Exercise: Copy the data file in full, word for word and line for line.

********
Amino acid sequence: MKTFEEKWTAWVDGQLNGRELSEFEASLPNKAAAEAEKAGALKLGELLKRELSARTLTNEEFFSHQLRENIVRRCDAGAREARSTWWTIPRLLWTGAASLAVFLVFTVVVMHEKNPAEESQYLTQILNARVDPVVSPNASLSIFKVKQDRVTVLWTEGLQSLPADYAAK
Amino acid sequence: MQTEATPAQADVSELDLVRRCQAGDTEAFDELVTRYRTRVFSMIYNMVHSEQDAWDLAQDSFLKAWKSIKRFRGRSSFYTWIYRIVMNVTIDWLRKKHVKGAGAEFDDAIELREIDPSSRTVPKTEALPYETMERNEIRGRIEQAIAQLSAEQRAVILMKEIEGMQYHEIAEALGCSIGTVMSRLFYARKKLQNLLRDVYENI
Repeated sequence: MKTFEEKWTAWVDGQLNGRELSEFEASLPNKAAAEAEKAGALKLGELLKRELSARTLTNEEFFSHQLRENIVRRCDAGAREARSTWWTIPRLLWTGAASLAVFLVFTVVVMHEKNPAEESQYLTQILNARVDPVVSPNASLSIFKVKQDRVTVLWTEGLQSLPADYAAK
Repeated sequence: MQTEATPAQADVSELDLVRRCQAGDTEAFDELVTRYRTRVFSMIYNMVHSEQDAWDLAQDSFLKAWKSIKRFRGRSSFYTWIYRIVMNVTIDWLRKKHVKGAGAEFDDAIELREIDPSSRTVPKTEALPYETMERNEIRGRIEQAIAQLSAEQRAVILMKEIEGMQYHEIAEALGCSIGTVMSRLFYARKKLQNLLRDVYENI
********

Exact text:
Amino acid sequence: MKTFEEKWTAWVDGQLNGRELSEFEASLPNKAAAEAEKAGALKLGELLKRELSARTLTNEEFFSHQLRENIVRRCDAGAREARSTWWTIPRLLWTGAASLAVFLVFTVVVMHEKNPAEESQYLTQILNARVDPVVSPNASLSIFKVKQDRVTVLWTEGLQSLPADYAAK
Amino acid sequence: MQTEATPAQADVSELDLVRRCQAGDTEAFDELVTRYRTRVFSMIYNMVHSEQDAWDLAQDSFLKAWKSIKRFRGRSSFYTWIYRIVMNVTIDWLRKKHVKGAGAEFDDAIELREIDPSSRTVPKTEALPYETMERNEIRGRIEQAIAQLSAEQRAVILMKEIEGMQYHEIAEALGCSIGTVMSRLFYARKKLQNLLRDVYENI
Repeated sequence: MKTFEEKWTAWVDGQLNGRELSEFEASLPNKAAAEAEKAGALKLGELLKRELSARTLTNEEFFSHQLRENIVRRCDAGAREARSTWWTIPRLLWTGAASLAVFLVFTVVVMHEKNPAEESQYLTQILNARVDPVVSPNASLSIFKVKQDRVTVLWTEGLQSLPADYAAK
Repeated sequence: MQTEATPAQADVSELDLVRRCQAGDTEAFDELVTRYRTRVFSMIYNMVHSEQDAWDLAQDSFLKAWKSIKRFRGRSSFYTWIYRIVMNVTIDWLRKKHVKGAGAEFDDAIELREIDPSSRTVPKTEALPYETMERNEIRGRIEQAIAQLSAEQRAVILMKEIEGMQYHEIAEALGCSIGTVMSRLFYARKKLQNLLRDVYENI